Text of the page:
Tactical Asset Allocation (TAA) strategies have come a long way in the last few years. From a small corner of the financial blogosphere to basking in broad daylight. I’d like to think I had a small role to play in that, but really it’s the result of the amazing work done by the likes of Meb Faber, Gary Antonacci, the Alpha Architect team, the folks at Resolve, Scott’s Investments, CXO Advisory, and in the last year or so the great central TAA resource that is Allocate Smartly. Now one of the big challenges for those new to the TAA landscape is where to start. That’s what I want to talk about today – how to choose your first TAA strategy.
There are many ways to get started with TAA but I want to present a few real simple criteria that someone getting started should consider. Looking though the Allocate Smartly list of TAA strategies there are about 35 to choose from. They all do a good job of increasing risk adjusted returns over buy and hold. From the mistakes I’ve seen investors make with these strategies, I think two of the basic criteria should be effectiveness and simplicity. Let’s filter the TAA strategies by requiring that they beat buy and hold returns (effectiveness) and keep the number of trades per year low (simplicity), at the most one trade per month (or 12 per year). Below is the result of that filter. I use data for the last 20 years since most of the strategies were not implementable before then and I think it better represents real world results.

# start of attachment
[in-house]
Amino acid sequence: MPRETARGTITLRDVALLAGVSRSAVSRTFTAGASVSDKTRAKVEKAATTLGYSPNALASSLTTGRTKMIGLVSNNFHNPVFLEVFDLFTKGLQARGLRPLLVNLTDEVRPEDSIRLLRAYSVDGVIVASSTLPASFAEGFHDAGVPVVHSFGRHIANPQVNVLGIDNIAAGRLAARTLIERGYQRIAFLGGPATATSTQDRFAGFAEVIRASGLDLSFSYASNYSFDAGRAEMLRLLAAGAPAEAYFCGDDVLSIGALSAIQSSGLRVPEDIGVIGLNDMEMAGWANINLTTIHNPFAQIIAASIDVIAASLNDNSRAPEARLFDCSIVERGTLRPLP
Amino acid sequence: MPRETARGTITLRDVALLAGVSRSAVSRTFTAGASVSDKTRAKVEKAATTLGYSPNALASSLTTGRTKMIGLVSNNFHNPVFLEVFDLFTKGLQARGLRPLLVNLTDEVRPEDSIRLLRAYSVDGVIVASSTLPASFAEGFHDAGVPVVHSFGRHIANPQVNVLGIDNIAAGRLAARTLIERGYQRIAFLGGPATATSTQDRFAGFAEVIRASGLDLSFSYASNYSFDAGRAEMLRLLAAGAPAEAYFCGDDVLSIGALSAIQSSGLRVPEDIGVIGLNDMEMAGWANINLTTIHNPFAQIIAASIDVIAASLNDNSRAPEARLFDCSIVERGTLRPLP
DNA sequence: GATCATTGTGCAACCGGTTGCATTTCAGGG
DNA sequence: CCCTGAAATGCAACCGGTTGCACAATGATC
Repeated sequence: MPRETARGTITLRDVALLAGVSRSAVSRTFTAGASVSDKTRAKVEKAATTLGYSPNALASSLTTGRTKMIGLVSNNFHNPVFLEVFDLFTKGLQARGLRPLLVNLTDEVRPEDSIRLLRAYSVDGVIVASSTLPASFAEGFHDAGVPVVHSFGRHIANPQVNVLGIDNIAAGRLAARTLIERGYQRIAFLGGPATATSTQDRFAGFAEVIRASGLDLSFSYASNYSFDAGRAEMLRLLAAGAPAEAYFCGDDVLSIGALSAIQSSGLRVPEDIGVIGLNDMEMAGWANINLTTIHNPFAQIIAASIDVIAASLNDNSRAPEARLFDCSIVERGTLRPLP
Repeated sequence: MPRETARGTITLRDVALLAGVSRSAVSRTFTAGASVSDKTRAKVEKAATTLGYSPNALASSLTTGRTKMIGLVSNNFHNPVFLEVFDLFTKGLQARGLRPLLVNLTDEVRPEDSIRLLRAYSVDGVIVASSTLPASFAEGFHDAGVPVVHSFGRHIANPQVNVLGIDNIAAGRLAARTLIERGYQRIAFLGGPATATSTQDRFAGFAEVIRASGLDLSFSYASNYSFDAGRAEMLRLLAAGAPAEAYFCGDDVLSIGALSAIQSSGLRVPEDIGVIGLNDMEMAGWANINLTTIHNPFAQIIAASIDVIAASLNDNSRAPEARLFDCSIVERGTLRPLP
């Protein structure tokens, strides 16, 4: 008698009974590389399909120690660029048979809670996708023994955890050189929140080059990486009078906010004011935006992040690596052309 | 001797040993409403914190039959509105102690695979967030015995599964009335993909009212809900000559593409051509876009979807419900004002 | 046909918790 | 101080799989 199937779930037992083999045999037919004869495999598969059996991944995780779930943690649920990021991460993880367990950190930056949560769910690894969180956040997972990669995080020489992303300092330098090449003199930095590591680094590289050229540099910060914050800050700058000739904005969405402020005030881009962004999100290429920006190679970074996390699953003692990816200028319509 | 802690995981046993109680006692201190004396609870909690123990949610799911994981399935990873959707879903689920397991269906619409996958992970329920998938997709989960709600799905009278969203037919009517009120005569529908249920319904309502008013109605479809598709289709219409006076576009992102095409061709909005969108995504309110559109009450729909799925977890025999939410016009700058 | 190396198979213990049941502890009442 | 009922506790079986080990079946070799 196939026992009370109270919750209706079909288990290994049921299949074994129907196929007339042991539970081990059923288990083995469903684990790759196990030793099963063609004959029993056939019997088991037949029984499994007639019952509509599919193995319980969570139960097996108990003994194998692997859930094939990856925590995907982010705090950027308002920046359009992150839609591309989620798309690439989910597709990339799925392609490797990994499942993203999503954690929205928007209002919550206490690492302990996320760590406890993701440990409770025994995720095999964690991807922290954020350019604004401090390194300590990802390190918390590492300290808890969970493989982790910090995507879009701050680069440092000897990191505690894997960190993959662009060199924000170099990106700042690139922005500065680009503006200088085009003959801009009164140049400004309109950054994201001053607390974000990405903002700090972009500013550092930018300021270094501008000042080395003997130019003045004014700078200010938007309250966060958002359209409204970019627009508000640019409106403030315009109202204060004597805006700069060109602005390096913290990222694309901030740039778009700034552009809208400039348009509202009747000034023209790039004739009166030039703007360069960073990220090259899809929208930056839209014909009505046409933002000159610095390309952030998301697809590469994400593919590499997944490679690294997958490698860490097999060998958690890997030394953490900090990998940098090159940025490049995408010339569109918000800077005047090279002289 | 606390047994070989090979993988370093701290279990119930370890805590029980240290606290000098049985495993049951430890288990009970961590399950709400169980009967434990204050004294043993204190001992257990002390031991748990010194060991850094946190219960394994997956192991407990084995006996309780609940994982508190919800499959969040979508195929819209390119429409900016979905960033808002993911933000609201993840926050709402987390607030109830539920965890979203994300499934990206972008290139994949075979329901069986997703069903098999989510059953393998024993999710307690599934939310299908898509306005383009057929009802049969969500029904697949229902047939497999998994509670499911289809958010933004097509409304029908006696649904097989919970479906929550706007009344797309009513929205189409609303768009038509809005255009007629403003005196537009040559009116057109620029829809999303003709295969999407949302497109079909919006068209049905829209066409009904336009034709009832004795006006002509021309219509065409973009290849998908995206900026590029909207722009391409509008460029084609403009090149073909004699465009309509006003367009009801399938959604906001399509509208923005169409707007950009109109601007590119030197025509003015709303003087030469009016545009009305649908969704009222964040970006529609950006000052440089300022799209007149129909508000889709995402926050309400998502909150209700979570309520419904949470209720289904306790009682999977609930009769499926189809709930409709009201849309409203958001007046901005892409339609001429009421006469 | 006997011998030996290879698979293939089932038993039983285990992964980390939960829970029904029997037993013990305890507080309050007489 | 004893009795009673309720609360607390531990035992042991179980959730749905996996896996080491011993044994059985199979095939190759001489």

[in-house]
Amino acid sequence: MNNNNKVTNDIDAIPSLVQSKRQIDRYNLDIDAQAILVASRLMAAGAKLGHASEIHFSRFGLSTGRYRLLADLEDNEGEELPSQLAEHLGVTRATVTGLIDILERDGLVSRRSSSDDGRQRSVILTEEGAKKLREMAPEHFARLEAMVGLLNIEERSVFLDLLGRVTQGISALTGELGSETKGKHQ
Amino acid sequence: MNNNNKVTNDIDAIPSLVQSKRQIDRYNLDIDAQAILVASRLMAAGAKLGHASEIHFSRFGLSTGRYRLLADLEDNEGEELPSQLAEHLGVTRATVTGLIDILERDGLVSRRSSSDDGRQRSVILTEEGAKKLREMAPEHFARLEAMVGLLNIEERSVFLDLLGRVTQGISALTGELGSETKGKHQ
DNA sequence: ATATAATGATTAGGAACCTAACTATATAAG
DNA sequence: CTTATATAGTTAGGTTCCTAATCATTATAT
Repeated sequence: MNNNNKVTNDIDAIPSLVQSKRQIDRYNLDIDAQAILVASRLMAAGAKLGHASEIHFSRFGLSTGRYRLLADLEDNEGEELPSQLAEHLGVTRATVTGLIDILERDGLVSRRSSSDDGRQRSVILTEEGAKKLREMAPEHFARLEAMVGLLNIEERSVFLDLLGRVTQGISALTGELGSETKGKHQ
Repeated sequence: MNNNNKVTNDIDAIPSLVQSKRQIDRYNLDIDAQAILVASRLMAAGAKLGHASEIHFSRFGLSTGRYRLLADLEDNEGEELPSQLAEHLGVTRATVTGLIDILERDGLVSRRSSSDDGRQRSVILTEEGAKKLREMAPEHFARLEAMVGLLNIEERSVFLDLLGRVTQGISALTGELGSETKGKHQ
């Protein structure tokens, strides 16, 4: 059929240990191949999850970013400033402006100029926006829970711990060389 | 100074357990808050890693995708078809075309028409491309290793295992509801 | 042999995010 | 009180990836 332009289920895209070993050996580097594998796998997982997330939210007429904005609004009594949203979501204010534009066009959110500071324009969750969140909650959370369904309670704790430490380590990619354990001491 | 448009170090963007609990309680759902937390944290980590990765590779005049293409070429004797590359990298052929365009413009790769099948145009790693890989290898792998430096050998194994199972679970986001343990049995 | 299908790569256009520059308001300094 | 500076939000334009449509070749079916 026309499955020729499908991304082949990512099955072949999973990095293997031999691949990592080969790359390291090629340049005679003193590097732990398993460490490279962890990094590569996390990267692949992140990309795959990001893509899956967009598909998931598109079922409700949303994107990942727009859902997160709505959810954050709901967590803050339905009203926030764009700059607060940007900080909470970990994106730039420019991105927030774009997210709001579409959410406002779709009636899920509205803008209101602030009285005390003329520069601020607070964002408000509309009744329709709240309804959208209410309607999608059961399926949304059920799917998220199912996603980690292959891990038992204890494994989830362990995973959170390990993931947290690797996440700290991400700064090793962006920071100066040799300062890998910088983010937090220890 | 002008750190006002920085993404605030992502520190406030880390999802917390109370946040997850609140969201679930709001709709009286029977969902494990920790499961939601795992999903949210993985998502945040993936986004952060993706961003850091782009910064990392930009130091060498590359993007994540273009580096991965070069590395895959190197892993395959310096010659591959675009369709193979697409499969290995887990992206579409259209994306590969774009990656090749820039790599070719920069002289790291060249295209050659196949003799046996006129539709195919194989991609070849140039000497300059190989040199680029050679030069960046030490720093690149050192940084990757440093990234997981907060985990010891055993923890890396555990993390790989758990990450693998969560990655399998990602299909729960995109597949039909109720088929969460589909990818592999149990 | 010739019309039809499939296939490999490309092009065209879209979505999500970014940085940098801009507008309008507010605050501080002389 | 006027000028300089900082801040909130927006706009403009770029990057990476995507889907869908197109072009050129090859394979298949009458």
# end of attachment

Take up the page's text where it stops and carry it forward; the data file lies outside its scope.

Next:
Those simple requirements of beating buy and hold and low number of trades eliminate most of the TAA strategies. There are eight strategies that meet that test. I eliminated one more, the Stoken ACA daily strategy, because the results are basically the same as the simpler monthly version of the strategy. That leaves us with seven strategies or about 20% of the available strategies. This is definitely a good starting point. But I think there is one more very important criterion. I think for a TAA strategy to make up an important part of any portfolio it needs to be global in nature, at least as it concerns equities. This is simply for diversification and opportunity. Over the last 20 years, US stocks have outperformed non-US stocks by a wide margin, approximately 7.5% per year vs 4.7% per year respectively. That is unlikely to continue over the next 20 years so I think having a TAA strategy that can invest in global equities is important. If we further filter the TAA list by that criteria we get the following list.
Now we’re down to four strategies: Vigilant Asset Allocation, Stoken’s ACA monthly, Antonacci’s GEM, and Antonacci’s Composite Dual Momentum. I think that is a great list to choose from for a core strategy. Even within this list an investor needs to consider the differences between the real low number of trades with GEM and ACA (about 3 per year) vs. the low but still much higher number of trades with Vigilant Asset Allocation and Composite Dual Momentum (about 10 per year). Once an investor has a core TAA strategy to get started then they can weigh other potentially higher return, yet more complicated TAA strategies.
That’s about it. You can make the selection criteria way more complicated, but I think to get started with TAA effectiveness and simplicity are two most important. You’ll get good returns vs. buy and hold, lower drawdowns, and a higher chance of sticking with the strategies when times get stressful.
P.S. Two of the strategies I implement in my Economic Pulse Newsletter meet both the criteria and effectiveness criteria rather well. They both meet the criteria and perform just as well as the top ranked strategies. They would rank #1 and #2 on the above list.